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Facebook Chat Forensics

Sun, 03 Oct 2010 05:54PM

Category: Digital Forensics & Malware

Written by Sarah | With 3 comments

Many parts of Facebook such as chat, messaging and posting statuses are written in Javascript/AJAX. This requires a lot of calls to the server to constantly have the most up-to-date information. To speed things up, Facebook stores some of the AJAX data in temporary files on the person's computer. These files can contain valuable forensic data. In particular, Facebook stores some chat messages in individual files. I say some because caching may not be invoked if the person does not move away from the Facebook homepage at all.  However any movement to other Facebook pages should cause the caching.

How to extract Internet Explorer Facebook chat messages using EnCase can be found here and JADsoftware has a tool that finds all browser chat messages (free version is limited to 10 messages). Following the EnCase guide I managed to make my own script that finds all Facebook chat messages sent and recieved via Internet Explorer. I'm not sure how Firefox caching works and cannot find any references to Facebook chat yet, but if I do I shall update the script. 

Basically, the script looks inside every folder in the temporary internet files folder for files that are named something like p_[numbers][characters/numbers].txt or .htm, such as p_61003300=10[1].txt or p_61003300=0CAX1XPU0.txt. Each file that matches is then checked to see if it is in the correct Facebook chat format. If so, the useful parts are extracted and added to a CSV file. The file is also copied over to a results folder.

To use, just change the first line at the top to point to the temporary internet files folder you want to investigate. You can find out where yours is by Googling 'location of temporary internet files folder in <operating system>'

Download the script here.

import os
import re
import shutil
import csv
from datetime import datetime

# change this to where the temporary internet files are kept
temp_internet_files_loc = r"c:\Users\Sarah\AppData\Local\Microsoft\Windows\
Temporary Internet Files"

# regular expressions to make facebook chat files
facebook_reg = re.compile(r'\Ap\_(\d)+(\S)*\.(txt|htm)\Z')
message_ref = re.compile(r'\Afor \(\;\;\)\;{"t":"msg","c":"\S+","s":\d+,

total_found = 0
results = None

def check_format(file):
   Opens the file given and checks it matches the Facebook chat 
   regular expression. If so, returns the Facebook chat fields.
   with open(file, 'r') as f:
      line = f.read()
      result = message_ref.match(line)
      if result is not None:	
	  message, time, clientTime, msgID, from_, to, from_name, \
             from_first_name, to_name, to_first_name = \
	  return message, time, clientTime, from_, to, from_name, to_name
	  return None

if __name__ == "__main__":
   # get the full path of the folder results will be stored in
   dest = raw_input("\nPath of folder to write results to: ")
   if os.path.exists(dest):
      # open a CSV file and write Facebook chat headers
      results = csv.writer(open(os.path.join(dest, 'facebook_chat_messages.csv'), 
          'wb'), delimiter=',',quotechar='"', quoting=csv.QUOTE_MINIMAL)
      results.writerow(['UTC Time', 'UTC Formatted Time', 'Users Time',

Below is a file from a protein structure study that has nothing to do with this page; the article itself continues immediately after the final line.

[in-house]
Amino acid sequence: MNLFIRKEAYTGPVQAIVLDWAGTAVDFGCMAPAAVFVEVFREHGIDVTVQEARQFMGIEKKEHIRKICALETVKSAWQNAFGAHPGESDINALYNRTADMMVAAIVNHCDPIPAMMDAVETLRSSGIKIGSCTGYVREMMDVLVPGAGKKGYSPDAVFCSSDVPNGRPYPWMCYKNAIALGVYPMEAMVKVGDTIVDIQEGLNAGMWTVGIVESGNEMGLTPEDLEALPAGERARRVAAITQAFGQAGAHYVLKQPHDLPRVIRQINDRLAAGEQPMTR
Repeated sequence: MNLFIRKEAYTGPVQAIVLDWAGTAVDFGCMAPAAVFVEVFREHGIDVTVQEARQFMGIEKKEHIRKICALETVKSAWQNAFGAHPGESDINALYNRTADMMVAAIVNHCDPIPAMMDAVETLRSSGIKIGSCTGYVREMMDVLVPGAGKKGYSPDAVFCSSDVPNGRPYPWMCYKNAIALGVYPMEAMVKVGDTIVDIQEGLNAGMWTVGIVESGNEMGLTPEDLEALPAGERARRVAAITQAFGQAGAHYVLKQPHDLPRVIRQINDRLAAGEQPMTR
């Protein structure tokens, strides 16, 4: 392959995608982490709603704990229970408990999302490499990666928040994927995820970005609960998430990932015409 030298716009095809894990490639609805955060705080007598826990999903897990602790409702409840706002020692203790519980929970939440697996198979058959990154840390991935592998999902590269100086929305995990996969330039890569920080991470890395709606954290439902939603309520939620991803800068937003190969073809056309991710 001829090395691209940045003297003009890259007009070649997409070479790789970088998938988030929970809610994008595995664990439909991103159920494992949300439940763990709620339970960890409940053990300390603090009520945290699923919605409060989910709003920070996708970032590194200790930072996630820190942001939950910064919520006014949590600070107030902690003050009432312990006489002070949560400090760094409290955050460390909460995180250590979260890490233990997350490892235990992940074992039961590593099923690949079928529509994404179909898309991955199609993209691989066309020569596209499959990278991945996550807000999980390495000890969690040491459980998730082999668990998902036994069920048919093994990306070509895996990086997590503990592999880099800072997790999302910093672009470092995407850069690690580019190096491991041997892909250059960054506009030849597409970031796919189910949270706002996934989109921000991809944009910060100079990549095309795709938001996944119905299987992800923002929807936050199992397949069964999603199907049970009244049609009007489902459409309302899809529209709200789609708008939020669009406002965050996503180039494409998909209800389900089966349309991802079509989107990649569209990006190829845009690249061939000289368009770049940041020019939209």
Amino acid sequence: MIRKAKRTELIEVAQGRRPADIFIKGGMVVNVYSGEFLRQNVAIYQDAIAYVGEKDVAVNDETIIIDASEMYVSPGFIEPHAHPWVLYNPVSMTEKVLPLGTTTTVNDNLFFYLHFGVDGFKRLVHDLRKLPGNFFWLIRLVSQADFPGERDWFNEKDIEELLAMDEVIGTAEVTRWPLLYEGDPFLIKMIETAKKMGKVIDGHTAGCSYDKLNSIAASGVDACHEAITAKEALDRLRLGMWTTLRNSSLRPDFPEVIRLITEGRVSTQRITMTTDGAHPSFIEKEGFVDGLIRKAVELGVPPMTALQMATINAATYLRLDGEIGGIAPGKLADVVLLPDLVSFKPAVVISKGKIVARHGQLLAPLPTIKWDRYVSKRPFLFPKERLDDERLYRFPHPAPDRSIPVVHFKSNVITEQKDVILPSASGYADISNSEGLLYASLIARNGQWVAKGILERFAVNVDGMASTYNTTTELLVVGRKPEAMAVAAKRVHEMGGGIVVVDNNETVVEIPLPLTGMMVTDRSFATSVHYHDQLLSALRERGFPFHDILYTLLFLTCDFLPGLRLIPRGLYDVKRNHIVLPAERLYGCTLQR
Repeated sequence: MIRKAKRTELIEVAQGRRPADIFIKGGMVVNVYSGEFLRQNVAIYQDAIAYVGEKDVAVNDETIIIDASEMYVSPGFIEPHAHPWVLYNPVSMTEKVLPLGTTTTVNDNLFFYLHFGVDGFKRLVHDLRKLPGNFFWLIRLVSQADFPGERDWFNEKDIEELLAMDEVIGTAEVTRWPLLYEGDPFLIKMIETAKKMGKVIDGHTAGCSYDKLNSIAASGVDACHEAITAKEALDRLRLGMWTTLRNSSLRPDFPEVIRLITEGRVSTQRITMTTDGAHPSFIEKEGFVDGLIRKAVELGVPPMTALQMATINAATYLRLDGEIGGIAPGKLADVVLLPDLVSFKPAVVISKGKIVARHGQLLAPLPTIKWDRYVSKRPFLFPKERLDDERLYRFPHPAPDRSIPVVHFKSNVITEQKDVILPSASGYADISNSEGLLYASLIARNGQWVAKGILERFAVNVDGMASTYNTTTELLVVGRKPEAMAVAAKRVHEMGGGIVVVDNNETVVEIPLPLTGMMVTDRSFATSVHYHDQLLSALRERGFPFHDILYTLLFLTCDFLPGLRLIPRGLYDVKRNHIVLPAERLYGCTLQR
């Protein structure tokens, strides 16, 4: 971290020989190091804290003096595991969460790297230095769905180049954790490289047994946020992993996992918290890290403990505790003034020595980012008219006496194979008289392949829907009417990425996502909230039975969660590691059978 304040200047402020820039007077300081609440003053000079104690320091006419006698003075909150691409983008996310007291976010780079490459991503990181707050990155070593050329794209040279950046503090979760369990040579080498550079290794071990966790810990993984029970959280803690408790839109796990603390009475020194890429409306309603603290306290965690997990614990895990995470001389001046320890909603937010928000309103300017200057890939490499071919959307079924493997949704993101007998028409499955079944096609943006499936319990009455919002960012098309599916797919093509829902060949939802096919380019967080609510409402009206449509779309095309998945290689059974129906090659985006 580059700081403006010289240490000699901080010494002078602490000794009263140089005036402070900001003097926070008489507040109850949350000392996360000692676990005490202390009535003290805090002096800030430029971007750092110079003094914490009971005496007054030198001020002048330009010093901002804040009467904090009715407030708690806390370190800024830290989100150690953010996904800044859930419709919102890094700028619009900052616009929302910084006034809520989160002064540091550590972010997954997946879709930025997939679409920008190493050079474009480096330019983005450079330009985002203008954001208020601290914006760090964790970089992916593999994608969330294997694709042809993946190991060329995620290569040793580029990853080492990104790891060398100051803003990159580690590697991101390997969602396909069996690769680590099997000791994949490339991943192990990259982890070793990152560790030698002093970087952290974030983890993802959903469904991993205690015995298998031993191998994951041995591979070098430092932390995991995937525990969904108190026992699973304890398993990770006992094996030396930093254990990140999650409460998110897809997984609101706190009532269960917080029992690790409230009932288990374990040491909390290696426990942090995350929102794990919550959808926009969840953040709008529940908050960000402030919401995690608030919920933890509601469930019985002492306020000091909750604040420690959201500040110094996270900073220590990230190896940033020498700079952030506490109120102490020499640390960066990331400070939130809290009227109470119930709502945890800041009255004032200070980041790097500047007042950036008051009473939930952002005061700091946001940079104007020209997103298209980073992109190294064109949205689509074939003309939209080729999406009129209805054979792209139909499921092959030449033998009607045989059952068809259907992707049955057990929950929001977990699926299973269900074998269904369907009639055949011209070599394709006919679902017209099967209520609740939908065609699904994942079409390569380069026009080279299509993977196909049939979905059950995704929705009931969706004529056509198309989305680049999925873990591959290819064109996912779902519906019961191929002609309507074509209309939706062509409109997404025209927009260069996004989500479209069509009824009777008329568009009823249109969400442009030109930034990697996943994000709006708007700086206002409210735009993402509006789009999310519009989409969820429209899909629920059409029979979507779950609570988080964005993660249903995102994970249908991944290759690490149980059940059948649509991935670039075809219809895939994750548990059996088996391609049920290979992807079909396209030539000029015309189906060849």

'Users Formatted Time', 'From FB ID', 'From Name', 'To FB ID', 
          'To Name', 'Message Sent'])

      # walk through the temporary internet files folder and look at each file
      for root, dirs, files in os.walk(temp_internet_files_loc):
         for file in files:
	 # if it matches the facebook file name format:
	    if facebook_reg.match(file):
	      src = os.path.join(root, file)
	      msg_tuple = check_format(src) # check the file is a facebook chat file
	      if msg_tuple is not None:
	         # format date/times correctly
		 client_time = datetime.fromtimestamp(float(msg_tuple[2])/1000.00)\
                              .strftime("%d/%m/%Y %H:%M:%S")
		 time = datetime.fromtimestamp(float(msg_tuple[1])/1000.00)\
                        .strftime("%d/%m/%Y %H:%M:%S")
		 # write a row to the CSV file
		 results.writerow([float(msg_tuple[2])/1000.00, time, 
                                   float(msg_tuple[2])/1000.00, client_time, 
                                   msg_tuple[3], msg_tuple[5], msg_tuple[4], 
                                   msg_tuple[6], msg_tuple[0]])
		 dst = os.path.join(dest, file)
		 # copy the original Facebook file to results folder
		 shutil.copy(src, dst)
		 total_found = total_found + 1
      print "\nTotal facebook chat messages found: %s\n" % total_found
      print r"Messages found and a summary CSV file added to: %s" % dest
      print "\nInvalid folder! Exiting."


Nice script and thx for sharing. 

But this is JSON we are talking about. What happens when the format changes? (I have personally seen about 10 different ways of storing the format.) Im not very strong within python, but from I can see, the script only takes one if the many different formats. Am i right?

Rasmus Riis
Tue, 19 Apr 2011 12:50PM
As far as I know this is how FB stores the info. The script relies on FB keeping the format the same, but if it changes then the regular expression can be updated.
Sat, 07 May 2011 06:57PM
How difficult would this be, to modify for Firefox/Chrome? Or is there anything similar for Chrome/Firefox/Safari?
Fri, 25 May 2012 06:31PM

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